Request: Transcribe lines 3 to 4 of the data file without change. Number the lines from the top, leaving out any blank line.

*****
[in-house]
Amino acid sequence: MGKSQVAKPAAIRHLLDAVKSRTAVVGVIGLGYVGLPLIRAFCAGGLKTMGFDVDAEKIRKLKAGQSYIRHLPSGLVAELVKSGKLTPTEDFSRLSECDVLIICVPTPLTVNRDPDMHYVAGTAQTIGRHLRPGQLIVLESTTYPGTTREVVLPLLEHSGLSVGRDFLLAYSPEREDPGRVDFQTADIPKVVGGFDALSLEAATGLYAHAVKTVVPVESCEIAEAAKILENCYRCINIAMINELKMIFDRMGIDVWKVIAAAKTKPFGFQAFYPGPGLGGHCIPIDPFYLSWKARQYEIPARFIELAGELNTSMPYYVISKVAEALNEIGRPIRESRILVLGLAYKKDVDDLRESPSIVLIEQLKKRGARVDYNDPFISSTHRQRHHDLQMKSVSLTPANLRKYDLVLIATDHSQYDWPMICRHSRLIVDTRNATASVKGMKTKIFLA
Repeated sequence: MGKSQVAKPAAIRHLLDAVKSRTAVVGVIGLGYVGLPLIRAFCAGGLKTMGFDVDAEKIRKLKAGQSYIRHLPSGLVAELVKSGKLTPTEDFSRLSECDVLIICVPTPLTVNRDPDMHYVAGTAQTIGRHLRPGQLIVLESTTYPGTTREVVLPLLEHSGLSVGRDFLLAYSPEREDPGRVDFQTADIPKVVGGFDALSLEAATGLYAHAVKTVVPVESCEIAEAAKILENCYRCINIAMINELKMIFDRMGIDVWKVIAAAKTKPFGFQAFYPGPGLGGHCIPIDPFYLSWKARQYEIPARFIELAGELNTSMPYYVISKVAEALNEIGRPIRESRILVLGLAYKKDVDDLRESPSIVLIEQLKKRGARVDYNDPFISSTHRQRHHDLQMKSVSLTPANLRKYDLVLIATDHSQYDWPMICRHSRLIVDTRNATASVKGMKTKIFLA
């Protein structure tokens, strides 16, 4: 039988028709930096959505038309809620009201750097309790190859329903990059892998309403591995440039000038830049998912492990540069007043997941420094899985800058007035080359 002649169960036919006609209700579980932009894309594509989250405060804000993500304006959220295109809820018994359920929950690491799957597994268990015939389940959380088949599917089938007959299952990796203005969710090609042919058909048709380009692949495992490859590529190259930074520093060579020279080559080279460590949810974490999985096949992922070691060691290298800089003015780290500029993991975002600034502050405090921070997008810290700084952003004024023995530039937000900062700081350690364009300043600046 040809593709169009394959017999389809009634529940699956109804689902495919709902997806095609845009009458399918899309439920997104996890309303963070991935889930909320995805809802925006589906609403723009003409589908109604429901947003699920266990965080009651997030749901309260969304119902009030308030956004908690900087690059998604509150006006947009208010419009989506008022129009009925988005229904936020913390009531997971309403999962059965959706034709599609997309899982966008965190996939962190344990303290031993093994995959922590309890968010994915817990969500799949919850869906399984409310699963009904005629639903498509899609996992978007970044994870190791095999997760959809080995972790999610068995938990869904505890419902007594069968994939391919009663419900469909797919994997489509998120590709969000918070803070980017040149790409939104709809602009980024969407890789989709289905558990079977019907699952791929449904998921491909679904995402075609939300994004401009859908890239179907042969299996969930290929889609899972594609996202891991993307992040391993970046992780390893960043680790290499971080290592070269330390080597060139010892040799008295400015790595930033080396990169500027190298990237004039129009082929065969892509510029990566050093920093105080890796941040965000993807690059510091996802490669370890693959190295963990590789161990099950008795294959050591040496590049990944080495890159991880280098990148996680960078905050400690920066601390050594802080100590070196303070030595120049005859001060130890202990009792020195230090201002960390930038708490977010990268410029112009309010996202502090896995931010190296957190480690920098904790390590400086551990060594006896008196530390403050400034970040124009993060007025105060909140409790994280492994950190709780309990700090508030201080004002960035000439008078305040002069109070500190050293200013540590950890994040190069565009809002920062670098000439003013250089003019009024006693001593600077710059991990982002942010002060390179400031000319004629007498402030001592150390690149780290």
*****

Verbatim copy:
Repeated sequence: MGKSQVAKPAAIRHLLDAVKSRTAVVGVIGLGYVGLPLIRAFCAGGLKTMGFDVDAEKIRKLKAGQSYIRHLPSGLVAELVKSGKLTPTEDFSRLSECDVLIICVPTPLTVNRDPDMHYVAGTAQTIGRHLRPGQLIVLESTTYPGTTREVVLPLLEHSGLSVGRDFLLAYSPEREDPGRVDFQTADIPKVVGGFDALSLEAATGLYAHAVKTVVPVESCEIAEAAKILENCYRCINIAMINELKMIFDRMGIDVWKVIAAAKTKPFGFQAFYPGPGLGGHCIPIDPFYLSWKARQYEIPARFIELAGELNTSMPYYVISKVAEALNEIGRPIRESRILVLGLAYKKDVDDLRESPSIVLIEQLKKRGARVDYNDPFISSTHRQRHHDLQMKSVSLTPANLRKYDLVLIATDHSQYDWPMICRHSRLIVDTRNATASVKGMKTKIFLA
């Protein structure tokens, strides 16, 4: 039988028709930096959505038309809620009201750097309790190859329903990059892998309403591995440039000038830049998912492990540069007043997941420094899985800058007035080359 002649169960036919006609209700579980932009894309594509989250405060804000993500304006959220295109809820018994359920929950690491799957597994268990015939389940959380088949599917089938007959299952990796203005969710090609042919058909048709380009692949495992490859590529190259930074520093060579020279080559080279460590949810974490999985096949992922070691060691290298800089003015780290500029993991975002600034502050405090921070997008810290700084952003004024023995530039937000900062700081350690364009300043600046 040809593709169009394959017999389809009634529940699956109804689902495919709902997806095609845009009458399918899309439920997104996890309303963070991935889930909320995805809802925006589906609403723009003409589908109604429901947003699920266990965080009651997030749901309260969304119902009030308030956004908690900087690059998604509150006006947009208010419009989506008022129009009925988005229904936020913390009531997971309403999962059965959706034709599609997309899982966008965190996939962190344990303290031993093994995959922590309890968010994915817990969500799949919850869906399984409310699963009904005629639903498509899609996992978007970044994870190791095999997760959809080995972790999610068995938990869904505890419902007594069968994939391919009663419900469909797919994997489509998120590709969000918070803070980017040149790409939104709809602009980024969407890789989709289905558990079977019907699952791929449904998921491909679904995402075609939300994004401009859908890239179907042969299996969930290929889609899972594609996202891991993307992040391993970046992780390893960043680790290499971080290592070269330390080597060139010892040799008295400015790595930033080396990169500027190298990237004039129009082929065969892509510029990566050093920093105080890796941040965000993807690059510091996802490669370890693959190295963990590789161990099950008795294959050591040496590049990944080495890159991880280098990148996680960078905050400690920066601390050594802080100590070196303070030595120049005859001060130890202990009792020195230090201002960390930038708490977010990268410029112009309010996202502090896995931010190296957190480690920098904790390590400086551990060594006896008196530390403050400034970040124009993060007025105060909140409790994280492994950190709780309990700090508030201080004002960035000439008078305040002069109070500190050293200013540590950890994040190069565009809002920062670098000439003013250089003019009024006693001593600077710059991990982002942010002060390179400031000319004629007498402030001592150390690149780290």